I’ve heard many stories of stalled analytics engagements where the first step was to look at the data to see if they could find “something interesting” – in the hopes of finding a magic bullet that would lead to growth.  I find Steven Covey’s adage, “begin with the end in mind” to be sage advice and recommend gaining clarity on our business questions as the first step on the business analytics journey.  Often one of the most important questions, is “How are our customers engaging with us and which ones are at risk?”  The answer to this question is hidden in your data, waiting for you to understand the story it is telling.

Liberate your Data! Data Discovery Benefits Every Association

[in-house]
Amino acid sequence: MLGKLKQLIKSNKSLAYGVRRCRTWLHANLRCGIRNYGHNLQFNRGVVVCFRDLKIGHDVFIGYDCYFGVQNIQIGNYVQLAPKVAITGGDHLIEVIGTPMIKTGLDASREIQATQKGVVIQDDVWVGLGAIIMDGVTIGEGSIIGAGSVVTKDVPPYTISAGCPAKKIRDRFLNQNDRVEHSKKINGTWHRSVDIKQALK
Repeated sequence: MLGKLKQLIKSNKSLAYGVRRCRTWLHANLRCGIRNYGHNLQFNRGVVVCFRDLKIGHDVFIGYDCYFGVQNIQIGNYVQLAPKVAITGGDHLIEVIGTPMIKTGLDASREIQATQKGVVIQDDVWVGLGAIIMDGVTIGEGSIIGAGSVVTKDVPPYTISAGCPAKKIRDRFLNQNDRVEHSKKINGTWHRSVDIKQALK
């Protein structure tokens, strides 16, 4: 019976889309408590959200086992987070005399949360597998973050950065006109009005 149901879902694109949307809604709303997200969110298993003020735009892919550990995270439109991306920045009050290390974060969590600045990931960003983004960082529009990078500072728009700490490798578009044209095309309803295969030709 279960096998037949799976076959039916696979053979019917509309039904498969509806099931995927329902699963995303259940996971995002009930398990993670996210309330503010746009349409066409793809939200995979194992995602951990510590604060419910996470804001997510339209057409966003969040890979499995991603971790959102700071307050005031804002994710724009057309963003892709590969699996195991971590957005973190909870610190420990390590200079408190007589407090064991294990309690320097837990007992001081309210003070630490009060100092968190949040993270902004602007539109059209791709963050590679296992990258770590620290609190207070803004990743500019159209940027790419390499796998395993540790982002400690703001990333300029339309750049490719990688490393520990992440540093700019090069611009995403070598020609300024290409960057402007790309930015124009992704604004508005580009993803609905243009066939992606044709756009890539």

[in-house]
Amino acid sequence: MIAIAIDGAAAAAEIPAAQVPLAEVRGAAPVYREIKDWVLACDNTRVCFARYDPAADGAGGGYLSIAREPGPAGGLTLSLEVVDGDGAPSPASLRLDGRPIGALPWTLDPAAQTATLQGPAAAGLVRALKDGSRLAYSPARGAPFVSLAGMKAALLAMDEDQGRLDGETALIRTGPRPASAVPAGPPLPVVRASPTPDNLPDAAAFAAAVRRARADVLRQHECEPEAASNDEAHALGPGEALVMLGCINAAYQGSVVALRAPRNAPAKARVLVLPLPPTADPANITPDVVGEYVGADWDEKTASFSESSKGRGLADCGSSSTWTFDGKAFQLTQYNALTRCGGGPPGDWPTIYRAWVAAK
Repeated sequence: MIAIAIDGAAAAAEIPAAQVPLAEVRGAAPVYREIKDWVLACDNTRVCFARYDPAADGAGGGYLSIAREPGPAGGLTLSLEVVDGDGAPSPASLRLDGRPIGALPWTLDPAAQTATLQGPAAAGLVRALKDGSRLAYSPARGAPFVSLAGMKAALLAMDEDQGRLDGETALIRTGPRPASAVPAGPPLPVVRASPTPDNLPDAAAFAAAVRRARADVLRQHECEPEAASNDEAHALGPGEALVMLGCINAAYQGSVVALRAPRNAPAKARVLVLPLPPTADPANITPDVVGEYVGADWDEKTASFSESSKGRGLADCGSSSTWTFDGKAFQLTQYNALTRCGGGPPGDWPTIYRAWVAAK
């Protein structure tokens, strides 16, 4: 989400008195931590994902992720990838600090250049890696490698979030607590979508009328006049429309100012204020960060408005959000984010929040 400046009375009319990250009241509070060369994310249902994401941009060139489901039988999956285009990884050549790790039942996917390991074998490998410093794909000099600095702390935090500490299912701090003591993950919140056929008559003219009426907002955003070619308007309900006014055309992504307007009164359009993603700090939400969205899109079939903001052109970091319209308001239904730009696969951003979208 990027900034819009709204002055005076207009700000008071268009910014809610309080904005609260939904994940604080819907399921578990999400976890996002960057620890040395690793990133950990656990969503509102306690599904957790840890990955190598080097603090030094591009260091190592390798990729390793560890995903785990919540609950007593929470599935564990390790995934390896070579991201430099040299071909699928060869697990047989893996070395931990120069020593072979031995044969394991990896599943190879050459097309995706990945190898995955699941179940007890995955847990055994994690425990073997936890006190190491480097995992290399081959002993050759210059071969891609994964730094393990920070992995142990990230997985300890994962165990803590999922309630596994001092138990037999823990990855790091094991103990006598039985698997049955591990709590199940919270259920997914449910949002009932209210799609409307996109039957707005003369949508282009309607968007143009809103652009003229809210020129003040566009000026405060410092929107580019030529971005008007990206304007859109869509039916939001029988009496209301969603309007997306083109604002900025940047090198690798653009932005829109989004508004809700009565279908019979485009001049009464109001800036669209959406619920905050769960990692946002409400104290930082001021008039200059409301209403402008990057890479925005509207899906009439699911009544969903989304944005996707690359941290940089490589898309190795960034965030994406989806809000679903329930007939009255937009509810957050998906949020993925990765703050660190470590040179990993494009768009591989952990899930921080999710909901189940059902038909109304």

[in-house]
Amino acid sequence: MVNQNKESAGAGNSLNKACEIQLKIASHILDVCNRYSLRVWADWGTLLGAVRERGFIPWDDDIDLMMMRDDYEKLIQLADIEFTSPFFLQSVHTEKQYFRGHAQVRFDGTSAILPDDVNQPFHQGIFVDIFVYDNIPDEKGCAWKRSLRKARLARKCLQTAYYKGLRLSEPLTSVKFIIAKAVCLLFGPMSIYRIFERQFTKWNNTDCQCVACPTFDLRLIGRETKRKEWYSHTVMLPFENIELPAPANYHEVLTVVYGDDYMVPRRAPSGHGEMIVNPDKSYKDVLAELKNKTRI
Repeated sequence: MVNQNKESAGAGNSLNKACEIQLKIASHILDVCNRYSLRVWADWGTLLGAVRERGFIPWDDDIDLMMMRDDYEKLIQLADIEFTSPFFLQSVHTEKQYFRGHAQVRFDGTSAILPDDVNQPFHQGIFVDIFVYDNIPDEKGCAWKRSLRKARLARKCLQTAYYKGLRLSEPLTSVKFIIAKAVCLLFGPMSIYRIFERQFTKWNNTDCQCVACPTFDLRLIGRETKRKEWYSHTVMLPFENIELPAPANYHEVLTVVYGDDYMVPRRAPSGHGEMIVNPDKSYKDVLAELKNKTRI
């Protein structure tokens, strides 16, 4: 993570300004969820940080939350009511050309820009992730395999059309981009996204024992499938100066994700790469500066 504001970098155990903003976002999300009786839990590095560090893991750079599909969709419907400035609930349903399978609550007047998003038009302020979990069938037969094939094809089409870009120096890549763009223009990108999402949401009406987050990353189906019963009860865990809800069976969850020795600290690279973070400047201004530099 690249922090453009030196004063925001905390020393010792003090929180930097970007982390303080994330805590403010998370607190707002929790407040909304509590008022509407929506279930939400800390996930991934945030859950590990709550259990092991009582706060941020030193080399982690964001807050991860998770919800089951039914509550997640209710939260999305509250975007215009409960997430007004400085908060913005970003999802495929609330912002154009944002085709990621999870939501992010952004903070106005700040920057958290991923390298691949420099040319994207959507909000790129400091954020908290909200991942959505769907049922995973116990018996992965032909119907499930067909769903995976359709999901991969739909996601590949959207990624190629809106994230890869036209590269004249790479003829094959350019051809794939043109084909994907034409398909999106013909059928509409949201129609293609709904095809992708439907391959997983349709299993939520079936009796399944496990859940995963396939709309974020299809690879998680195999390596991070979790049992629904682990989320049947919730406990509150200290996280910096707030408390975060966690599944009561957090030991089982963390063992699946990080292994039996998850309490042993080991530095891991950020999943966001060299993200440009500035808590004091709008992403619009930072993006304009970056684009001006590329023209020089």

The freedom to explore your association’s data is at your fingertips with an intuitive, interactive and visual data discovery tool. Each person within your association can reach a new level of understanding and excitement about data! Going from static reports to dynamic and robust visualizations is not just a developmental feat, it is part of a cultural shift. Conversations that used to start with “How many people are coming to conference?” can evolve into “I noticed that our level 2 registrations aren’t trending as well as last year.” By encouraging this kind of thinking, your staff can begin to share their observations and make changes which enable your association to become faster and more responsive to your customers’ needs. This ability for anyone to explore data and draw meaning from it is called data discovery.  At data-guided associations, all levels of staff can look at their data, uncover the often hidden meanings, and translate that into actionable insight. Here are a few ideas to make data discovery a norm for your staff. liberate your data DSK